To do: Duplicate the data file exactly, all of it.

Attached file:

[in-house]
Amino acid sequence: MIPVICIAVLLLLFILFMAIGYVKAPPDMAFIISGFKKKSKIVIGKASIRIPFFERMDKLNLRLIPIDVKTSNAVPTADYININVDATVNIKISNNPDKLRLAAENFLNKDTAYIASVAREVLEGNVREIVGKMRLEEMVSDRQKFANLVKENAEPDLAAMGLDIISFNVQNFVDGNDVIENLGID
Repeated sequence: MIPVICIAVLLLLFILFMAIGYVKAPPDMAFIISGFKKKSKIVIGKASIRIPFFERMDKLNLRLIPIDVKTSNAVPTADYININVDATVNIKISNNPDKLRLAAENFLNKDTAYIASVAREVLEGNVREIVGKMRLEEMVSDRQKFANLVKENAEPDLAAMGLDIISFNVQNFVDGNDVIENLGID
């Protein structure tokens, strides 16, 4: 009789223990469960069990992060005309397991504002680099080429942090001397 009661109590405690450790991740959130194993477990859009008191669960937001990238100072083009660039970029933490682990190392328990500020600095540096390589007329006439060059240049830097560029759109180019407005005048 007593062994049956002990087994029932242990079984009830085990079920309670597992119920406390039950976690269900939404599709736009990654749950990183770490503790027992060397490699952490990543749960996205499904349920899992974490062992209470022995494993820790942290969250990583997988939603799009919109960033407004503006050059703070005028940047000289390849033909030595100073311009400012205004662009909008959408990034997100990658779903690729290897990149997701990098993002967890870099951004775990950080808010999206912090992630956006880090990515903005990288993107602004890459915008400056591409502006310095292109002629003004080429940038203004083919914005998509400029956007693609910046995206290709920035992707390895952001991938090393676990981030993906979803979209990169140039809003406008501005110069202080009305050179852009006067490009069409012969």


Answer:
[in-house]
Amino acid sequence: MIPVICIAVLLLLFILFMAIGYVKAPPDMAFIISGFKKKSKIVIGKASIRIPFFERMDKLNLRLIPIDVKTSNAVPTADYININVDATVNIKISNNPDKLRLAAENFLNKDTAYIASVAREVLEGNVREIVGKMRLEEMVSDRQKFANLVKENAEPDLAAMGLDIISFNVQNFVDGNDVIENLGID
Repeated sequence: MIPVICIAVLLLLFILFMAIGYVKAPPDMAFIISGFKKKSKIVIGKASIRIPFFERMDKLNLRLIPIDVKTSNAVPTADYININVDATVNIKISNNPDKLRLAAENFLNKDTAYIASVAREVLEGNVREIVGKMRLEEMVSDRQKFANLVKENAEPDLAAMGLDIISFNVQNFVDGNDVIENLGID
């Protein structure tokens, strides 16, 4: 009789223990469960069990992060005309397991504002680099080429942090001397 009661109590405690450790991740959130194993477990859009008191669960937001990238100072083009660039970029933490682990190392328990500020600095540096390589007329006439060059240049830097560029759109180019407005005048 007593062994049956002990087994029932242990079984009830085990079920309670597992119920406390039950976690269900939404599709736009990654749950990183770490503790027992060397490699952490990543749960996205499904349920899992974490062992209470022995494993820790942290969250990583997988939603799009919109960033407004503006050059703070005028940047000289390849033909030595100073311009400012205004662009909008959408990034997100990658779903690729290897990149997701990098993002967890870099951004775990950080808010999206912090992630956006880090990515903005990288993107602004890459915008400056591409502006310095292109002629003004080429940038203004083919914005998509400029956007693609910046995206290709920035992707390895952001991938090393676990981030993906979803979209990169140039809003406008501005110069202080009305050179852009006067490009069409012969």